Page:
Pandemic Permission Project. Sometimes we need that extra little bump of encouragement. We need permission to focus on care for ourselves and care for our beloved communities.
Yeah, yeah, yeah. I know you’re tired of hearing about the pandemic. Me, too.
The impact of Omicron variant is overwhelming, record-setting, and dominating the news cycle.
The highest single day report of new cases exceeded one million after the New Year’s weekend. In my own city of Nashville, at least one in 33 people currently are positive for Covid today.
The symptoms of the Omicron variant may be mild for vaccinated people and milder than the Delta variant. Yet the sheer numbers are overwhelming the health systems in unprecedented ways. The impact of the disease is higher on communities of color. We cannot ignore that, nor the injustices the pandemic is revealing among people who identify as Black, Brown and/or Indigenous. The virus also has more insidious economic impacts on people with disabilities as well as challenges to people with medically vulnerable conditions. As we learned starting in 2020, stopping our socializing in person, making work remote, and isolating also has dire consequences.
The realities are harsh. The tensions are intense. No ways forward are simple. Compassionate people who are vaccinated and boosted are asking just how far they have to go to protect neighbors who refuse.
What we know for sure after 22 months is that the coronavirus is not going anywhere.
The other thing I know for sure? I am called to love God, neighbors, children, the most vulnerable, and even my enemies. I am called to love myself with same compassion. To make a beloved community.
Here to stay
Because the pandemic is here to stay, we need to find ways to live with it, as creatively and compassionately as possible. Last week, Lenna Wen wrote an opinion piece in The Washington Post, and she commends a third way.
NOT lockdowns and not free-for-alls or let-it-run-its-course.
A third path, however, utilizes vaccines, insists on high quality masks indoors, continues research for more treatment options, and gives greater care and caution for medically vulnerable people. This path also gives our hospitals a chance to avoid being completely overwhelmed (although in this moment it is too late). I would add that if we are building a beloved community, then we are also called to prioritize responding to the racist and ableist systems that the pandemic has revealed.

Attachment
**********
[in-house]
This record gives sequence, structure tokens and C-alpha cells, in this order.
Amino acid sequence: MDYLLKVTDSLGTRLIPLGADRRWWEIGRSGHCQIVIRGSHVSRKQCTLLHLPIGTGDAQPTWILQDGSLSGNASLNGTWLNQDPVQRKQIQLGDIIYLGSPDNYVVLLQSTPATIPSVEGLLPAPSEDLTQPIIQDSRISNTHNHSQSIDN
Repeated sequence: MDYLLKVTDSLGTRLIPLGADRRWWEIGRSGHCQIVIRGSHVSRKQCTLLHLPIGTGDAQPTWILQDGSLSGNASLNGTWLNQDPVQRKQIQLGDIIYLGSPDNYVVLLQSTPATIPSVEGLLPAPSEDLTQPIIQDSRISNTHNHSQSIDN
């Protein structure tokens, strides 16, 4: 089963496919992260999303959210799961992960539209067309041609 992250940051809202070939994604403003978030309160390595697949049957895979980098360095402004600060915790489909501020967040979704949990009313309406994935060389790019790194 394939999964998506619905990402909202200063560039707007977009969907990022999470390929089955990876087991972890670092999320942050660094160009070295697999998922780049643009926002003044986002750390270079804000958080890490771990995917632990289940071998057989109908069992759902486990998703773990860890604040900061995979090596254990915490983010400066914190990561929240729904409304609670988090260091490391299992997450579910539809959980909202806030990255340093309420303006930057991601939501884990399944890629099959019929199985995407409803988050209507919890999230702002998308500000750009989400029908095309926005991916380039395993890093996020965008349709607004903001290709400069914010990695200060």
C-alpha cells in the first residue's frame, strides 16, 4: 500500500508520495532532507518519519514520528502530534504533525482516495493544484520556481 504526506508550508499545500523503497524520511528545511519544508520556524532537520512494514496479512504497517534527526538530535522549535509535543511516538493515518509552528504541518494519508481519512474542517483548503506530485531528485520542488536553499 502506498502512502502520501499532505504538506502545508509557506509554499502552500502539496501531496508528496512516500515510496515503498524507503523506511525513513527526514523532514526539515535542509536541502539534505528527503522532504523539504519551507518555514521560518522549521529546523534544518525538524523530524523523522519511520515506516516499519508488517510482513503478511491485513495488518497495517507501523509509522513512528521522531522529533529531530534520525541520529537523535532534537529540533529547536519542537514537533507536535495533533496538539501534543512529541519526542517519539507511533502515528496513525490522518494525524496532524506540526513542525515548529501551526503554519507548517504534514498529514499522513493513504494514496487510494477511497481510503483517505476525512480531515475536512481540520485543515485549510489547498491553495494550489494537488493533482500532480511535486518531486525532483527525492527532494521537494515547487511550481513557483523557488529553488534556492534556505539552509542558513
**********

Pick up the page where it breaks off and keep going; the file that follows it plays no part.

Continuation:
Wen: “This is our new reality going forward. There could well be surges of new variants every year — or even every few months. As long as vaccines continue to protect against severe illness and the risk to most individuals remains low, our paradigm has to shift from preventing infection to stopping societal devastation.”
Where does this leave us? How do we live our lives, attend the needs and ruptures that are before us, and not collapse at the sheer weight of it all? I think we’re going to need to give ourselves permission…
Now when I hear the words permission or permission slip my mind goes back to elementary, middle and high school. The days when my parents needed to write a permission slips for me to go on a field trip. Or the days when I needed to get out of gym because I was recovering from illness. Times that I needed special permission to leave early or take part in something extra.
In 2022, we need a new kind of permission. It’s a permission we need to give to ourselves and each other. We need to give permission for very basic everyday kinds of care. This is not the kind of permission one of avoids, in order to get forgiveness later.